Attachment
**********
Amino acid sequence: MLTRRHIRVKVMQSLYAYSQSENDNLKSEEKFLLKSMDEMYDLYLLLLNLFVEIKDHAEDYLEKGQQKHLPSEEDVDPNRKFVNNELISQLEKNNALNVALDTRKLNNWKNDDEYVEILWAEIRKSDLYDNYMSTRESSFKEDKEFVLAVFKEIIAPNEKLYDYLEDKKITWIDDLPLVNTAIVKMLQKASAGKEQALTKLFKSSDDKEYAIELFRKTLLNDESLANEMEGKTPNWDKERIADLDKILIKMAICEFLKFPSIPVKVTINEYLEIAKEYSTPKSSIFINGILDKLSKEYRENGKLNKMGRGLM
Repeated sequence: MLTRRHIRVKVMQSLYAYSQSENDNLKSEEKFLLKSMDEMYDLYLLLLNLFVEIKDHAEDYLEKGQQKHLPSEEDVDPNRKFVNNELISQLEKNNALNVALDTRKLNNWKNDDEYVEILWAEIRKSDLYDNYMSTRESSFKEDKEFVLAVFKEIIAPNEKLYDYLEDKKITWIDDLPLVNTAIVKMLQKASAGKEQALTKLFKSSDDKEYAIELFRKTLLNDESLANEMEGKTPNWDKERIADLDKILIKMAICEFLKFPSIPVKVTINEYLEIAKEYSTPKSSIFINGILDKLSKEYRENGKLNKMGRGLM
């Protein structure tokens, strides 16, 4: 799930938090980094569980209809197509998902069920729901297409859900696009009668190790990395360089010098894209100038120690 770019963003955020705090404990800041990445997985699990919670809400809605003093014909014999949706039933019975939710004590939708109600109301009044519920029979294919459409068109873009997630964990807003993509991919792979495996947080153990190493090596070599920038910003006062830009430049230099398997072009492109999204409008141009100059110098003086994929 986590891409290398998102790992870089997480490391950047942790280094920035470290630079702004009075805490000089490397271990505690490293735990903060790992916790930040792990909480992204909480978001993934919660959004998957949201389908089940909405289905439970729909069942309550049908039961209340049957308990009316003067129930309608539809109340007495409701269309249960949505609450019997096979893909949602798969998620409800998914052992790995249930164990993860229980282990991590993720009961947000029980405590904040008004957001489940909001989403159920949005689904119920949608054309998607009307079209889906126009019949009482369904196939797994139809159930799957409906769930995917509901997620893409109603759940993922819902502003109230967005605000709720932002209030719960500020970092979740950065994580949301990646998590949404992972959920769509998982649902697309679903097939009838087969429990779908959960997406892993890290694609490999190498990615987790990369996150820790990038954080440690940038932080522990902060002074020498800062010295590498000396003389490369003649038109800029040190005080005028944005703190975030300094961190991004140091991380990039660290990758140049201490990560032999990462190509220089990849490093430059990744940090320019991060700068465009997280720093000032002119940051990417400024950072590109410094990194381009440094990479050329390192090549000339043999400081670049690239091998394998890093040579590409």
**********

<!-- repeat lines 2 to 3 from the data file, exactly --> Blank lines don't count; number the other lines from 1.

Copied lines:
Repeated sequence: MLTRRHIRVKVMQSLYAYSQSENDNLKSEEKFLLKSMDEMYDLYLLLLNLFVEIKDHAEDYLEKGQQKHLPSEEDVDPNRKFVNNELISQLEKNNALNVALDTRKLNNWKNDDEYVEILWAEIRKSDLYDNYMSTRESSFKEDKEFVLAVFKEIIAPNEKLYDYLEDKKITWIDDLPLVNTAIVKMLQKASAGKEQALTKLFKSSDDKEYAIELFRKTLLNDESLANEMEGKTPNWDKERIADLDKILIKMAICEFLKFPSIPVKVTINEYLEIAKEYSTPKSSIFINGILDKLSKEYRENGKLNKMGRGLM
């Protein structure tokens, strides 16, 4: 799930938090980094569980209809197509998902069920729901297409859900696009009668190790990395360089010098894209100038120690 770019963003955020705090404990800041990445997985699990919670809400809605003093014909014999949706039933019975939710004590939708109600109301009044519920029979294919459409068109873009997630964990807003993509991919792979495996947080153990190493090596070599920038910003006062830009430049230099398997072009492109999204409008141009100059110098003086994929 986590891409290398998102790992870089997480490391950047942790280094920035470290630079702004009075805490000089490397271990505690490293735990903060790992916790930040792990909480992204909480978001993934919660959004998957949201389908089940909405289905439970729909069942309550049908039961209340049957308990009316003067129930309608539809109340007495409701269309249960949505609450019997096979893909949602798969998620409800998914052992790995249930164990993860229980282990991590993720009961947000029980405590904040008004957001489940909001989403159920949005689904119920949608054309998607009307079209889906126009019949009482369904196939797994139809159930799957409906769930995917509901997620893409109603759940993922819902502003109230967005605000709720932002209030719960500020970092979740950065994580949301990646998590949404992972959920769509998982649902697309679903097939009838087969429990779908959960997406892993890290694609490999190498990615987790990369996150820790990038954080440690940038932080522990902060002074020498800062010295590498000396003389490369003649038109800029040190005080005028944005703190975030300094961190991004140091991380990039660290990758140049201490990560032999990462190509220089990849490093430059990744940090320019991060700068465009997280720093000032002119940051990417400024950072590109410094990194381009440094990479050329390192090549000339043999400081670049690239091998394998890093040579590409």